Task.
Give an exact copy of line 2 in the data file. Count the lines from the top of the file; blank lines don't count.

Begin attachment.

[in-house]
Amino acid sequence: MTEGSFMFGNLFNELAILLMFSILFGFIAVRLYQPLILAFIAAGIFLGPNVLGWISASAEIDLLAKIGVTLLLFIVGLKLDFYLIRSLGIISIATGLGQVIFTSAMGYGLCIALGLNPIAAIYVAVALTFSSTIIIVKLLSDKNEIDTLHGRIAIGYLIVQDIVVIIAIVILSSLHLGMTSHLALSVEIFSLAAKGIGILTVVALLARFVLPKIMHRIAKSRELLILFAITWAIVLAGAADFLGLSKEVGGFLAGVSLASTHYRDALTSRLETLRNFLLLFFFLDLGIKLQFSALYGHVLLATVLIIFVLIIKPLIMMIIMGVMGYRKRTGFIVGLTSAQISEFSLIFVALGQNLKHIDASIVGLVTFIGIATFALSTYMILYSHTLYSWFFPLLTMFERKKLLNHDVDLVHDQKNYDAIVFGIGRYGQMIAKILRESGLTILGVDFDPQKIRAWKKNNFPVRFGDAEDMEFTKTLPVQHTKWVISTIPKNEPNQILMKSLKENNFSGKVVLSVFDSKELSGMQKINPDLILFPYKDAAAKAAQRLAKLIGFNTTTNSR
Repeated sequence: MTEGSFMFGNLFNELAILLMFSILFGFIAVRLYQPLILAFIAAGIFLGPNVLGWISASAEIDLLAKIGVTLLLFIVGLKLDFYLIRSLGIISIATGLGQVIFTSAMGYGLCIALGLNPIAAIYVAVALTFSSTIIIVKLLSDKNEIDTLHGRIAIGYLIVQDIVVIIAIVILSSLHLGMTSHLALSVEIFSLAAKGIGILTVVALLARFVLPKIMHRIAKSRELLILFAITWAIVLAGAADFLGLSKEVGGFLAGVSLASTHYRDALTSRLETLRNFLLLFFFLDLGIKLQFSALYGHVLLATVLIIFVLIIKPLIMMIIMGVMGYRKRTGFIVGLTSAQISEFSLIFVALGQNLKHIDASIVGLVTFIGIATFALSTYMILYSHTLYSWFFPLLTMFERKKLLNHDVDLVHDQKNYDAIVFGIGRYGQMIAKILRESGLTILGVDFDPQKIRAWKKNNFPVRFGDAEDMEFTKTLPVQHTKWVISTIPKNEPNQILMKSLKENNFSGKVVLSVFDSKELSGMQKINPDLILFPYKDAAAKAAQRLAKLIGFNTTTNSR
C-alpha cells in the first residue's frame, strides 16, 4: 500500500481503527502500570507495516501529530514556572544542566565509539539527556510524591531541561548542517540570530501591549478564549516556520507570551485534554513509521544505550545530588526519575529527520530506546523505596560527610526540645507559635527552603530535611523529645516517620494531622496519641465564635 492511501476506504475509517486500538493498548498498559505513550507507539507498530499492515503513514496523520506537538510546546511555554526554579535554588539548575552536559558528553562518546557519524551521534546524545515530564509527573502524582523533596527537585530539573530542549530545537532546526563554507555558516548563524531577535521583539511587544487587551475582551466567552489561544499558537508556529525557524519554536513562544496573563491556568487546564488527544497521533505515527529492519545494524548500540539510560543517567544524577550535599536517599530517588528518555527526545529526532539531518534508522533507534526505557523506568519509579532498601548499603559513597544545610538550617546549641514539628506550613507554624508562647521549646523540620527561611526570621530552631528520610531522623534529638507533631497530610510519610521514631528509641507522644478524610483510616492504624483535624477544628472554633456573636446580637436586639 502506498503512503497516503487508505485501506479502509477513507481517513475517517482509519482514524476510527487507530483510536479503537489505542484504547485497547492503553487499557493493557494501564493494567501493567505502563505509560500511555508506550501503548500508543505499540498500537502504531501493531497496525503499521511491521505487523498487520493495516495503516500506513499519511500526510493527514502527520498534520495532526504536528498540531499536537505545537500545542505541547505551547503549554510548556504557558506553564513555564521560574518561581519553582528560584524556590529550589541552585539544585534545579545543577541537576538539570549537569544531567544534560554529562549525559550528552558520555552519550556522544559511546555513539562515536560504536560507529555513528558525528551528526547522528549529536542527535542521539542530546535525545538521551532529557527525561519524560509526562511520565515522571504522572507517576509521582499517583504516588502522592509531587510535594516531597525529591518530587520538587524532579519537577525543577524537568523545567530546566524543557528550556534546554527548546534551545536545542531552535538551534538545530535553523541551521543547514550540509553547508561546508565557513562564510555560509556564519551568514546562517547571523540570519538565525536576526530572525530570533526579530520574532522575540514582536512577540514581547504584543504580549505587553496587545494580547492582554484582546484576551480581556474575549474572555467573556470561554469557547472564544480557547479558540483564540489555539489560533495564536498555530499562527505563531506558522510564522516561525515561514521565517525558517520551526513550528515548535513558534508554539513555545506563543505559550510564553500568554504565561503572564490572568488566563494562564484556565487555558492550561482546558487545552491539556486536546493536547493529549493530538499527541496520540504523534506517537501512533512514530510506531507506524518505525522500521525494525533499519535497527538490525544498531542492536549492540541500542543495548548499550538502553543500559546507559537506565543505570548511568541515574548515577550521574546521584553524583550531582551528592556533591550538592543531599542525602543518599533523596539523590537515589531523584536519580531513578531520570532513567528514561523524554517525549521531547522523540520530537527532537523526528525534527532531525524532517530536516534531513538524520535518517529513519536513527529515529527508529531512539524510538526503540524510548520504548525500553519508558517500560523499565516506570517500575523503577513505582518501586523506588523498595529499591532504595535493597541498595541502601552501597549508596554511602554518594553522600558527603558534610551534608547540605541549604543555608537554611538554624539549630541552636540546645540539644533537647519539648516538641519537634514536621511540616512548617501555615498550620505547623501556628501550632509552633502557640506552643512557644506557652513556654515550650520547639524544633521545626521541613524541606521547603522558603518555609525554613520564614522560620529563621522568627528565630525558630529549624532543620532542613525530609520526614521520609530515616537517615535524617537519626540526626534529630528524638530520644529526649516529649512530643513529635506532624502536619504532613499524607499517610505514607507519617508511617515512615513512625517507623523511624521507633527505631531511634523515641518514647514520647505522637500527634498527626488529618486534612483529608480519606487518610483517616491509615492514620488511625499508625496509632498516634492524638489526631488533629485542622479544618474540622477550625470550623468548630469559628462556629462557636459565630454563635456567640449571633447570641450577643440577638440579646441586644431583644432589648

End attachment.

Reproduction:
Amino acid sequence: MTEGSFMFGNLFNELAILLMFSILFGFIAVRLYQPLILAFIAAGIFLGPNVLGWISASAEIDLLAKIGVTLLLFIVGLKLDFYLIRSLGIISIATGLGQVIFTSAMGYGLCIALGLNPIAAIYVAVALTFSSTIIIVKLLSDKNEIDTLHGRIAIGYLIVQDIVVIIAIVILSSLHLGMTSHLALSVEIFSLAAKGIGILTVVALLARFVLPKIMHRIAKSRELLILFAITWAIVLAGAADFLGLSKEVGGFLAGVSLASTHYRDALTSRLETLRNFLLLFFFLDLGIKLQFSALYGHVLLATVLIIFVLIIKPLIMMIIMGVMGYRKRTGFIVGLTSAQISEFSLIFVALGQNLKHIDASIVGLVTFIGIATFALSTYMILYSHTLYSWFFPLLTMFERKKLLNHDVDLVHDQKNYDAIVFGIGRYGQMIAKILRESGLTILGVDFDPQKIRAWKKNNFPVRFGDAEDMEFTKTLPVQHTKWVISTIPKNEPNQILMKSLKENNFSGKVVLSVFDSKELSGMQKINPDLILFPYKDAAAKAAQRLAKLIGFNTTTNSR